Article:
I know many of the volunteers personally. I’ve met them at disaster scenes or various functions. They all have their own reasons for volunteering. Each brings their own skill sets and strengths. Just like any job.Noel for example, received our Disaster Action Team Captain of the Year. He was so deserving and got a rousing cheer when his name was announced. He’s very unassuming and upon first meeting him, you’d never figure him for a take charge, DAT captain. But he owns his own company that does computer techy stuff I’ll never understand. He is a leader by any definition. And we are lucky to have him. There’s Jen, who is not only a Philadelphia firefighter full-time and Red Cross volunteer, but she also runs Red Paw, a non-profit that takes care of pets temporarily following a disaster so families can focus on their recovery. She showed up to the event in a sling because one of the dogs in her care bit her arm and the injury was so bad she required surgery. But that has not deterred her. I was tweeting back and forth with her a few days ago as she was responding to a disaster. I didn’t know about the attack. She was already back at it just days after the attack. She’s a better person than I am. There’s Sarah Shabaglian. I had never met her. She’s no longer technically a volunteer. But at 93 years old, she was being honored for her service to the Red Cross and our Armed Forces. She served in World War II in Italy and Okinawa helping our GIs and their spouses get back to the U.S. She was decked out in her full Red Cross military uniform. What an amazing moment that was for the entire room.

Noel with his Disaster Action Team Captain of the Year award at our Celebration of Volunteers event. Pictured with SEPA’s Volunteer Chair, Chairman of the Board and 6ABC’s Alicia Vitarelli

Jen with her special partnership award for her work with the Red Cross on behalf of Red Paw. Pictured with SEPA Chair of Volunteers, Chairman of the Board, and 6ABC’s Alicia Vitarelli

Sarah (Sally) Shabaglian received a special Services to the Armed Forces legacy award for her work on behalf of the Red Cross during World War II

I could give you example after example of volunteers with amazing stories. These were just three. The volunteers don’t do what they do to get awards and recognition. Many don’t even want it. But to me this event is  about more than just recognition. It’s a way for all the volunteers to enjoy each other outside of a moment of disaster. A chance for them to reconnect or meet for the very first time. The Red Cross is a family after all. Sometimes dysfunctional, but always caring, always looking out for each other and those we serve.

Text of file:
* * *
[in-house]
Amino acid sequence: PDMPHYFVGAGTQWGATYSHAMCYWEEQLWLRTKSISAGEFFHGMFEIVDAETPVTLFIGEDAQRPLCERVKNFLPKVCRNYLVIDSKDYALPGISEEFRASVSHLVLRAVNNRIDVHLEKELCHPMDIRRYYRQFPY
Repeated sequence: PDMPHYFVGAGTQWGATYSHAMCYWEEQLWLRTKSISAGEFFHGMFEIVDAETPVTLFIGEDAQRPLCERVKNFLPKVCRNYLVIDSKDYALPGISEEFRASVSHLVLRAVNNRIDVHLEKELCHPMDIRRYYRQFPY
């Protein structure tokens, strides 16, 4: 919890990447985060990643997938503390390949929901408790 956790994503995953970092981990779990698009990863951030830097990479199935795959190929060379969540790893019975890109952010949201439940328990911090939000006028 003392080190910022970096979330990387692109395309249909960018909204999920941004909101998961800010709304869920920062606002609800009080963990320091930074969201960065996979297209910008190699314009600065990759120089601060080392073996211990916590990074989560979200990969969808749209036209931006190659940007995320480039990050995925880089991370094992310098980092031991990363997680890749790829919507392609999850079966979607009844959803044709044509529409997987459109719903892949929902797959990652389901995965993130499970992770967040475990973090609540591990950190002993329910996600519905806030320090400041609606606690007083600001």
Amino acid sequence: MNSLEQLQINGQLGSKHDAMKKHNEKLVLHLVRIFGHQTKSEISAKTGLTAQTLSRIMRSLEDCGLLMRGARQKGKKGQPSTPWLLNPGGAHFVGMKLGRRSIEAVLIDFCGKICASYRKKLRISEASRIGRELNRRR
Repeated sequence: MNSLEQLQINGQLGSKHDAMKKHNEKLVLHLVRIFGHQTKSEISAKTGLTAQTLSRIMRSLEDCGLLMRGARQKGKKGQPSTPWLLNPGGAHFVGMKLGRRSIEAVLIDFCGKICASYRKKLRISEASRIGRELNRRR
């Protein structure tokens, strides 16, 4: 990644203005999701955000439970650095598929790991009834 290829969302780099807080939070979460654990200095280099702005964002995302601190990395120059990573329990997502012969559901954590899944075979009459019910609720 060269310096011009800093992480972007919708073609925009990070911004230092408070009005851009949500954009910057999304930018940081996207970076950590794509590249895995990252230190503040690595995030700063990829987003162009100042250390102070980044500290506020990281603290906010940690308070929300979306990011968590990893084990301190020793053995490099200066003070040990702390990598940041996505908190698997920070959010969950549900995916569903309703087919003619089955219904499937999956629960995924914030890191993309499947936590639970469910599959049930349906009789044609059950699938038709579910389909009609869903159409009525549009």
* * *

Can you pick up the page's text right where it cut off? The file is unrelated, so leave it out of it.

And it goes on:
One thing I am always struck by when I meet a volunteer for the first time and tell them what I do. They almost always respond by saying, “I’m just a volunteer.” I always try to nicely correct them. I am the one who should be saying “I’m just an employee.” I get paid to serve the Red Cross. I get paid to serve those who have been through a disaster. They do this because they love the Red Cross, they love the mission, they love helping.

Our CEO really struck a chord with me during her remarks at the event when she said the volunteers are the reason she gets up and goes to work in the morning.

“I don’t like asking for things,” she said. “But asking for things is my job. And I do it because of you. You and your work make me want to ask for things.”

That’s pretty powerful. And it hits home with me because the Celebration of Volunteers is a lot of work. Both in the planning and execution. A lot goes on behind the scenes. A lot. It’s hard. It’s time consuming. It’s comparable to Red Ball, at least when it comes to my role. But the people in the room that night deserve it. My effort pales in comparison to theirs. They make it worth getting up in the morning on days you’d rather not.

So on this day after the Celebration of Volunteers, we are already thinking about ways to make next year’s event even better and ways to improve the entire volunteer experience in general.

So if you’re looking for a place where your volunteerism is needed and appreciated. Where your efforts have a direct impact on lives that you can see. Where you’re part of a small local and large global family consider the Red Cross. Consider being the reason why others go to work in the morning.

Video highlighting volunteer deployments (4 minutes)

Mission Moment from Celebration of Volunteers featuring the Philadelphia High School for Creative and Performing Arts (1 min 15 sec)

8/31/12
Hancock County, Kiln, MS

Americorp and Red Cross volunteers man a modern emergency shelter for displaced victims of hurricane Issac. As the flood waters recede back to the overflowed branches and creeks, shelter residents have been returning to their homes to pick up their daily routines. Americorp volunteers Kirstin Heininger, and Lauren Watson along with Red Cross volunteer Samuel Allen and Mike Mahn dismantle sleeping quarters and prepare equipment for storage.

This shelter won’t close until the last displaced person has been able to find alternative living arrangements. When that happens most likely the Americorp and Red Cross volunteers will move on to support shelter efforts in other flood impacted areas.

-Emery Graham
AmeriCorps